Jewish Israelis in Samaria. (Hillel Maeir/Flash90) Hillel Maeir/Flash90

Declaring Israeli sovereignty over Jewish communities in Judea and Samaria is “Israel’s decision,” said U.S. Secretary of State Mike Pompeo in Jerusalem on Wednesday.

By United with Israel and AP

U.S. Secretary of State Mike Pompeo met Wednesday with Israeli Prime Minister Benjamin Netanyahu to discuss the country’s plans to annex Jewish communities in Judea and Samaria.

Pompeo commented during the visit that Israel’s new government “the right and the obligation” to determine how it will apply sovereignty over those areas, which are already under Israeli control and have been since 1967.

“I reminded [Prime Minister Benjamin Netanyahu and Alternate Prime Minister Benny Gantz] that, annexation is an Israeli decision,” Pompeo said in comments published by Israel Hayom.

Pompeo landed in Israel early Wednesday, donning a red, white and blue face mask, and headed directly to Jerusalem. He is the first foreign official to visit Israel since January, before the country largely shut its borders to curb the pandemic.

Standing alongside Pompeo, Netanyahu said the eight-hour visit is a “testament to the strength of our alliance.” The two said their talks would focus on shared concerns about Iran, the battle against the coronavirus and Israel’s incoming government.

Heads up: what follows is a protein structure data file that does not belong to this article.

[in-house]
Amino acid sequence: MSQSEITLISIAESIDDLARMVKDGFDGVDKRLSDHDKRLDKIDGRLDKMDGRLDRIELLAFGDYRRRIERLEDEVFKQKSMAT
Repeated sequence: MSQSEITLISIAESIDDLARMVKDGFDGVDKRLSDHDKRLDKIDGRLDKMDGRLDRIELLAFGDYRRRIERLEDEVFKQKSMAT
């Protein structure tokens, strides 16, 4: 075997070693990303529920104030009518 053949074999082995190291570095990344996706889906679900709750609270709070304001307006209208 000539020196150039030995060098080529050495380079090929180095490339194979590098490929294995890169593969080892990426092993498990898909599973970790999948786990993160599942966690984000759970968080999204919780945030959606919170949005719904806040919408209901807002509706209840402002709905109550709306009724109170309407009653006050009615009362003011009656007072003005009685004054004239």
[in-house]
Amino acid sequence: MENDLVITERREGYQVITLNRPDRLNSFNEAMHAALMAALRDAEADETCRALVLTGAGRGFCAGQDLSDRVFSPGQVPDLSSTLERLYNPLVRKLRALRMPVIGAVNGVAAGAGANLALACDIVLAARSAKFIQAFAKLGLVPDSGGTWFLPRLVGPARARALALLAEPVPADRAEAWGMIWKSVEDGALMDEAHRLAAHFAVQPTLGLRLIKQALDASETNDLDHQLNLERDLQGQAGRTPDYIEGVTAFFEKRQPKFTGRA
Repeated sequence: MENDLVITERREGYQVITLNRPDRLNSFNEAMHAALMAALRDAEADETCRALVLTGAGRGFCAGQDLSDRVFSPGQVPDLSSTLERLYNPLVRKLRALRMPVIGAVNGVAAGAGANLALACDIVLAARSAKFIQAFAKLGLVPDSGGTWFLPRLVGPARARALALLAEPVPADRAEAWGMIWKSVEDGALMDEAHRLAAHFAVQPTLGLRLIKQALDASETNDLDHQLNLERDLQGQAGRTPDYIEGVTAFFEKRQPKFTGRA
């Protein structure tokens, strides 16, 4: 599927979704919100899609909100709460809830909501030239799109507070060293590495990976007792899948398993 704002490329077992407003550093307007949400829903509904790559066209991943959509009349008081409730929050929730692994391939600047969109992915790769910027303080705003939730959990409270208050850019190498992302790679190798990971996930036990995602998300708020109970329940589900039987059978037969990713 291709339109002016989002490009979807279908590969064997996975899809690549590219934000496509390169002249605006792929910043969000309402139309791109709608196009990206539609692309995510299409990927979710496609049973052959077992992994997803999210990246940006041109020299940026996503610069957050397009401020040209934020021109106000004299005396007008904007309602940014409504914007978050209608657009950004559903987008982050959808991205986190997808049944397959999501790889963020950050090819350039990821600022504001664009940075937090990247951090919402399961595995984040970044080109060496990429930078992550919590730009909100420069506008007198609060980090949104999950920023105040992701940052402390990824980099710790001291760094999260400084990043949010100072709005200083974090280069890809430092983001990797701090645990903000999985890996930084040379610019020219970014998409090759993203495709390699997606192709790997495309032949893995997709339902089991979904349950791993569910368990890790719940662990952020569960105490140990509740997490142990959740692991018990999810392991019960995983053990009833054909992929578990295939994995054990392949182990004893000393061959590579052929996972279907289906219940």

Netanyahu and his new coalition partner, Blue and White party leader Benny Gantz, postponed the government’s swearing-in until Thursday to accommodate Pompeo’s visit. Before departing back to the U.S. later Wednesday, Pompeo also met with Gantz and with his fellow retired military chief Gabi Ashkenazi, the new government’s incoming foreign minister.

A State Department official, speaking on condition of anonymity because he was not authorized to discuss the meetings publicly, said the point of the lightning visit was not only to discuss annexation, but also the threat from Iran, as well as Israel’s ties with China.

While the official did not cite any particular issue, the U.S. has reportedly been pressuring Israel to rethink a bid by a Hong Kong company to build a massive desalination facility.

On Tuesday, an Israeli soldier was killed in Samaria after being struck in the head with by a rock thrown by a Palestinian terrorist off a rooftop. The military arrested 10 suspects.

Pompeo expressed his condolence on the soldier’s death and said “Israel has the right to defend itself and America will consistently support you in that effort.”

Under Trump’s Mideast plan unveiled in January, the Palestinians would have limited statehood contingent on a list of stringent requirements while Israel would annex Jewish communities in Judea and Samaria. The Palestinians have rejected the plan and maintained a two-and-a-half year complete boycott of the Trump administration.

Netanyahu said the new government offered “an opportunity to promote peace and security based on the understandings I reached with President Trump.”

The presumptive Democratic nominee, Joe Biden, has said he opposes annexation plans by Israel.

In November, Pompeo expressed the U.S.’ position that Jewish communities in Judea and Samaria are not “illegal” under international law, a position pushed by European nations that has been debunked by legal experts.

The Trump administration has said it will support the annexation of communities in Judea and Samaria as long as Israel agrees to enter peace talks with the Palestinians.



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